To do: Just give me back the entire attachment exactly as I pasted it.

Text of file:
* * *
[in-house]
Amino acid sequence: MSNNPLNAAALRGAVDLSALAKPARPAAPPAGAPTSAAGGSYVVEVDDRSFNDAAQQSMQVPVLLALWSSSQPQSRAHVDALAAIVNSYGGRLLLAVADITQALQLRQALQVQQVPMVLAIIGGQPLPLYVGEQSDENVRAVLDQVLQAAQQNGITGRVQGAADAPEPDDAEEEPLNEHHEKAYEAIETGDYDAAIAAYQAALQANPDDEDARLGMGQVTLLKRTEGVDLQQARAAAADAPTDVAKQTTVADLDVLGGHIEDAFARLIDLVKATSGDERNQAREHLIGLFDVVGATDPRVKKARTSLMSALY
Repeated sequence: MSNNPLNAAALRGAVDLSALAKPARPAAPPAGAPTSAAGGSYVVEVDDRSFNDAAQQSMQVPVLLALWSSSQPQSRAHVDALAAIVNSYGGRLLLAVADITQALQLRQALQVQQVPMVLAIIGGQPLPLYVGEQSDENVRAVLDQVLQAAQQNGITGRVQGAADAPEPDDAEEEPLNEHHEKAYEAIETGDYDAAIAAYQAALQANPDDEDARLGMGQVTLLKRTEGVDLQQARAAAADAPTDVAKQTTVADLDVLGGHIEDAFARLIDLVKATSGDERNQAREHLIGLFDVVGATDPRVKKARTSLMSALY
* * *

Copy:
[in-house]
Amino acid sequence: MSNNPLNAAALRGAVDLSALAKPARPAAPPAGAPTSAAGGSYVVEVDDRSFNDAAQQSMQVPVLLALWSSSQPQSRAHVDALAAIVNSYGGRLLLAVADITQALQLRQALQVQQVPMVLAIIGGQPLPLYVGEQSDENVRAVLDQVLQAAQQNGITGRVQGAADAPEPDDAEEEPLNEHHEKAYEAIETGDYDAAIAAYQAALQANPDDEDARLGMGQVTLLKRTEGVDLQQARAAAADAPTDVAKQTTVADLDVLGGHIEDAFARLIDLVKATSGDERNQAREHLIGLFDVVGATDPRVKKARTSLMSALY
Repeated sequence: MSNNPLNAAALRGAVDLSALAKPARPAAPPAGAPTSAAGGSYVVEVDDRSFNDAAQQSMQVPVLLALWSSSQPQSRAHVDALAAIVNSYGGRLLLAVADITQALQLRQALQVQQVPMVLAIIGGQPLPLYVGEQSDENVRAVLDQVLQAAQQNGITGRVQGAADAPEPDDAEEEPLNEHHEKAYEAIETGDYDAAIAAYQAALQANPDDEDARLGMGQVTLLKRTEGVDLQQARAAAADAPTDVAKQTTVADLDVLGGHIEDAFARLIDLVKATSGDERNQAREHLIGLFDVVGATDPRVKKARTSLMSALY